Q. How much will the new three-year contract for teachers cost Tiverton taxpayers?
After about 30 minutes of plucking line items out of the Tiverton school district’s proposed budget for fiscal year 2016, at a January 22, 2015, presentation to the Budget Committee, Superintendent William Rearick wrapped up with, “That’s really the budget in a nutshell.” Left out of the nutshell were any details about the cost of the proposed teacher contract, even though the basic terms were decided and tucked into the packet handed to Budget Committee members.
After another half hour of discussion, mostly about the prospect of all-day kindergarten, Budget Committee Chairman John Souza asked whether the School Committee was in the middle of any negotiations. Still, no details were provided. “I won’t ask you,” Souza assured Rearick, as if the details were a secret.
Some members of the public, and even some members of the Budget Committee, were therefore surprised when, in mid-September, the school department announced that the deal was complete and, in fact, it matched the terms that had been made public eight months earlier.
The announcement of raises was all the more surprising coming months after a heated argument about whether the district could afford to go forward with all-day kindergarten after the elector budget won at the financial town referendum in May, giving the district no increase in local funds. With all of the debate over finding around $127,000 to fund all-day kindergarten, nobody on the School Committee, in the school administration, or in the public pointed out that the committee was preparing to increase teachers’ pay by $255,281 for the first year of a new contract.
While all-day kindergarten would have added the $127,000 to the annual budget every year, the teacher contract increased the cost every year for three years. According to the district’s fiscal impact statement, released at the end of August, the first year is costing $255,281, the second year will cost a cumulative $534,760, and the third year will push the budget up $917,330 over where it would have been had there been no increases in the contract.
In other words, over the three years of the contract, all-day kindergarten required another $380,352 to be found, while the teacher contract commits the town to an additional $1.7 million.
The advertised 2% annual salary increase also requires a closer look. While that is the contracted increase for each step of teacher salaries, it isn’t the whole story for several reasons:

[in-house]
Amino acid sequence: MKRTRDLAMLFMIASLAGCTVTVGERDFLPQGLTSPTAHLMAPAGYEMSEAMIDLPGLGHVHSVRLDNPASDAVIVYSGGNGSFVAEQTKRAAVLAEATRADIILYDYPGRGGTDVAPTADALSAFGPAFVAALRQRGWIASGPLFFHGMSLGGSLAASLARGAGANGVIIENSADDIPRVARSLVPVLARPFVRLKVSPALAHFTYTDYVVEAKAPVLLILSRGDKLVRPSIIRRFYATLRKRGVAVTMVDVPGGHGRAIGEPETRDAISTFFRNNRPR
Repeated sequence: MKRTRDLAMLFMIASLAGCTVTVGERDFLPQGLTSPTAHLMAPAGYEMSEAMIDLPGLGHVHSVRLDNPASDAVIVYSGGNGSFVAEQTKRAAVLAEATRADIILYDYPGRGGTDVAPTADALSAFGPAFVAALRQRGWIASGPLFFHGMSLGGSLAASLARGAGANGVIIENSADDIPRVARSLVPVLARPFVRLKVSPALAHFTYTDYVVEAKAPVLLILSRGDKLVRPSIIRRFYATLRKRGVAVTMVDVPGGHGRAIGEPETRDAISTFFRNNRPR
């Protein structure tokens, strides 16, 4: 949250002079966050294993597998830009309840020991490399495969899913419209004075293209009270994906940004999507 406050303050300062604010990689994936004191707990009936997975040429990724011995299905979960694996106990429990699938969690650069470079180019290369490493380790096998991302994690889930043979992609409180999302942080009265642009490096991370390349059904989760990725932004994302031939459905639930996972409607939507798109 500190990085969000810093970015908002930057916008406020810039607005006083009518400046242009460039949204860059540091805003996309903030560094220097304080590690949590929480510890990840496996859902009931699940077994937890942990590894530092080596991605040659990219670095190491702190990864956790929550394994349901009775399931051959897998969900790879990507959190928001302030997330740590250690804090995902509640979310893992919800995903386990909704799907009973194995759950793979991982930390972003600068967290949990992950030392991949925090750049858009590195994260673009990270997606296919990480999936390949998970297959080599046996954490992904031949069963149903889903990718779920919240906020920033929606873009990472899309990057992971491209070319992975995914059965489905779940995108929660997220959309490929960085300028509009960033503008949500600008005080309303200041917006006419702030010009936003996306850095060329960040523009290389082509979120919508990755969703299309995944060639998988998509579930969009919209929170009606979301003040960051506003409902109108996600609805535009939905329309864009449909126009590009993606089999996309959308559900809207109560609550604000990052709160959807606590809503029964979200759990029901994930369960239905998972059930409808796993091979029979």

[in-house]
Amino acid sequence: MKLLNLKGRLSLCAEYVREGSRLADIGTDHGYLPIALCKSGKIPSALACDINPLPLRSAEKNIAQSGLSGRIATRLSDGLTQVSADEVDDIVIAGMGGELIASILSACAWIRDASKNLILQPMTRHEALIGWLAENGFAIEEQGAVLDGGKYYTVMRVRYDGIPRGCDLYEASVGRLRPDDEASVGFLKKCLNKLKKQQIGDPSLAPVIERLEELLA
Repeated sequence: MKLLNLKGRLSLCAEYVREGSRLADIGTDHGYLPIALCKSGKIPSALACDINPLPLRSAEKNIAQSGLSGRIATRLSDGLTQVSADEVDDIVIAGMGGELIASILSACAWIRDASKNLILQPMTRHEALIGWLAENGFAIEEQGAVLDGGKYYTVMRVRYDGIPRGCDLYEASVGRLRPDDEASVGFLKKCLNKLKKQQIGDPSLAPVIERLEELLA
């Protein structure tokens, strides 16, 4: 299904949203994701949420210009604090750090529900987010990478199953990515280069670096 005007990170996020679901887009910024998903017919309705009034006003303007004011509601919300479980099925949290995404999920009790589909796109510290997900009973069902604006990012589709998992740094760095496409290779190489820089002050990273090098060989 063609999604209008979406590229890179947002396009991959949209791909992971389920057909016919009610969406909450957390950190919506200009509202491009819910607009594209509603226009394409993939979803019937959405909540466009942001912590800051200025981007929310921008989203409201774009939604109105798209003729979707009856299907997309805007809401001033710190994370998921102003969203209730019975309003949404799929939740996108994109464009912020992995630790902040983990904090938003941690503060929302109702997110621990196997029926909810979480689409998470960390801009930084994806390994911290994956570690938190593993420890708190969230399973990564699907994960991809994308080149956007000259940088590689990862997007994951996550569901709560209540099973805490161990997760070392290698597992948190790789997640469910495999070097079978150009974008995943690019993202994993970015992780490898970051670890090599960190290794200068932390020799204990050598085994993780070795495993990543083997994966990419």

- First, some additional forms of pay for teachers are directly linked to salaries, such as extra pay for advanced degrees and stipends for coaching and other extra activities, and they’ll be going up, as well.
- Second, the contract includes an additional day of professional development with raises for all three available days. Although these days are additional and not mandatory, in the third year of the contract they will each be an opportunity for teachers to earn $90 per hour for five hours of planning or other preparation and learning.
- Third, and most significantly for some, teachers receive step increases every year for the first 10 years of their careers. Before the contract, these raises ranged from 5.5% to 17.7%, and the 2% will be additional to that.
Consequently, no teachers will be receiving only a 6% increase over three years. Including the extra pay for longevity and professional development, the average teacher will see a raise of 11.3%, ranging from 6.9% to 40.1%. These estimates are based on data the district provided Tiverton Fact Check for each teacher.
It is true that the majority of teachers are already at the top step, meaning that they’ll see the smallest raises in percentage terms, but they also tend to have more degrees. Without including additional pay for extracurricular activities, 143 teachers will receive raises between 6.9% and 8%, and 34 teachers will receive raises over 20% through the three years of the contract.
Far from being an afterthought during discussions about Tiverton’s annual budgets, these agreements should be front and center. Over the next two years, as town officials and other supporters of large tax increases make excuses for increased budgets and for cutting services (or not expanding them, as almost happened with all-day kindergarten), taxpayers should keep this quietly approved $1.7 million in mind.